Catalytic Converter - Direct Fit
- Acura Catalytic Converter - Direct Fit
- Audi Catalytic Converter - Direct Fit
- BMW Catalytic Converter - Direct Fit
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- Cadillac Catalytic Converter - Direct Fit
- Chevy Catalytic Converter - Direct Fit
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- Daewoo Catalytic Converter - Direct Fit
- Dodge Catalytic Converter - Direct Fit
- Ford Catalytic Converter - Direct Fit
- Geo Catalytic Converter - Direct Fit
- GMC Catalytic Converter - Direct Fit
- Honda Catalytic Converter - Direct Fit
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- Hyundai Catalytic Converter - Direct Fit
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- Mercury Catalytic Converter - Direct Fit
- Mini Catalytic Converter - Direct Fit
- Mitsubishi Catalytic Converter - Direct Fit
- Nissan Catalytic Converter - Direct Fit
- Oldsmobile Catalytic Converter - Direct Fit
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- Saab Catalytic Converter - Direct Fit
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Catalytic Converter - Direct Fit at 1A Auto
What is a catalytic converter and where is it located?
The catalytic converter, also referred to as a cat converter, is part of an automobile’s exhaust system. It converts exhaust gasses such as carbon monoxide and nitrogen oxides produced by partial combustion of fuel in the engine, which are harmful to both the environment and to humans, into harmless carbon dioxide, water vapor, and nitrogen gas. During the 1970s, the Environmental Protection Agency (EPA) introduced a series of regulations aimed at reducing hazardous exhaust emissions from cars and trucks. All automobiles driven in the US and built after 1975 must be equipped with a catalytic converter. Without a working catalytic converter, your vehicle will pollute the environment, fail inspection, and be unable to drive legally.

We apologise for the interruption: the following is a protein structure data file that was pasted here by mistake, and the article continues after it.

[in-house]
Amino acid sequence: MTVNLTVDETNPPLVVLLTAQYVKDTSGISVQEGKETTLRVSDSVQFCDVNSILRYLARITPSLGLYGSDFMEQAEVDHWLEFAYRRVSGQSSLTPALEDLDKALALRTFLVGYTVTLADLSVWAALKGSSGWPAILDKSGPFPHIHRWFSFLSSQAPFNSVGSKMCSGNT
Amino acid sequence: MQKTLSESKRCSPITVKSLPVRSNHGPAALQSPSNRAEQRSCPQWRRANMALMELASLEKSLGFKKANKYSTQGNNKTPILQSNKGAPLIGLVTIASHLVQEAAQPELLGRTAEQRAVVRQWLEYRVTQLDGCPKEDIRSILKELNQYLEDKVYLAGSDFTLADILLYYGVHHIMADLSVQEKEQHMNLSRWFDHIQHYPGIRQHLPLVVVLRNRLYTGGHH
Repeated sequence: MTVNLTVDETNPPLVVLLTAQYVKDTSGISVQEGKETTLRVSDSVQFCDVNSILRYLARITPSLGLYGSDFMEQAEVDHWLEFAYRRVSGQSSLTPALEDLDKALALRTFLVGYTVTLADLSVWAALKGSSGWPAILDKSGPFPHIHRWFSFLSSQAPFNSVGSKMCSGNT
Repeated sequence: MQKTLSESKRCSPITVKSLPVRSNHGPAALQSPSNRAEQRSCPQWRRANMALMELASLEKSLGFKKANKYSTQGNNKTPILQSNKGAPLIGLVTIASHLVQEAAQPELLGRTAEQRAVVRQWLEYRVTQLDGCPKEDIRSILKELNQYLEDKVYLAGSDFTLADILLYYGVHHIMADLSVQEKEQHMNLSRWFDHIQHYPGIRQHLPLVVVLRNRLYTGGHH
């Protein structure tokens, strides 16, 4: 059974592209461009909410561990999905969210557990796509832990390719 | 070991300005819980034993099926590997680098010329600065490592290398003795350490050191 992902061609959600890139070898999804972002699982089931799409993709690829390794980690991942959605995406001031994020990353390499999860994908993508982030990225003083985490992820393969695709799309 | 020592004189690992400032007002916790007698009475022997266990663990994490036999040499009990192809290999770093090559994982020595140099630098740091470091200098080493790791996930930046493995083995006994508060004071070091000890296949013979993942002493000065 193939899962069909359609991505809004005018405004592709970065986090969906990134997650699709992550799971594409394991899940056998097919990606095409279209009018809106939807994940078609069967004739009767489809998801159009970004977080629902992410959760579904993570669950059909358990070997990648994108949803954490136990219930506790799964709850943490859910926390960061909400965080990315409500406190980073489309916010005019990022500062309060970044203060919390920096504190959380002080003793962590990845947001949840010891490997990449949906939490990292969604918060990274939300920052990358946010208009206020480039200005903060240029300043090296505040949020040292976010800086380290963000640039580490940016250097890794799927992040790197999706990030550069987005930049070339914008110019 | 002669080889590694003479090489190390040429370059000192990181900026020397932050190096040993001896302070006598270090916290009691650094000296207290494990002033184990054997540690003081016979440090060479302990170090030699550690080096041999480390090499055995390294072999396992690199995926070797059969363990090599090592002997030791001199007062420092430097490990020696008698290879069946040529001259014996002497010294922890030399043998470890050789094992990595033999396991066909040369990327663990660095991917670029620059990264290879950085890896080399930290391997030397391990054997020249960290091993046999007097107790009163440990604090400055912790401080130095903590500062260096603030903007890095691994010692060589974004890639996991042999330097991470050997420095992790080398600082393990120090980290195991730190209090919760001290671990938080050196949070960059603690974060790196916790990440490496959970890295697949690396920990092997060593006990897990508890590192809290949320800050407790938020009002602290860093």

The catalytic converter assembly can be found on the underside of your vehicle, either towards the front or the rear depending on the car or truck. On some vehicles, most commonly BMWs and many other newer cars and trucks, you will find a dual catalytic converter configuration. So, rather than having one cat converter to handle the task of converting the toxic emissions produced by the vehicle into less toxic ones, the vehicle will have two: one in front of the other (identified as front and rear). As emissions standards become harder to meet, you can probably expect to see this more often.
So, how does it all work? Well, the catalytic converter receives toxic exhaust gas from the front exhaust pipe, alters the chemicals in that gas to make it less toxic, and passes it on to the rear exhaust pipe through the muffler and out the tailpipe. The internal surface of the catalytic converter is made up of a ceramic material coated with chemicals that interact with the exhaust gasses to recombine them into more benign byproducts. These “catalysts” include metals like platinum, palladium, and rhodium. Cat converters have either a honeycomb or a beaded structure inside them to increase their internal surface area. This allows more of the catalyst to come in contact with the exhaust. Common problems with the catalytic converter stem from damage to the internal structure leading to clogging or chemical interactions, causing the catalysts to not work as well. This latter process is sometimes referred to as “catalytic poisoning.”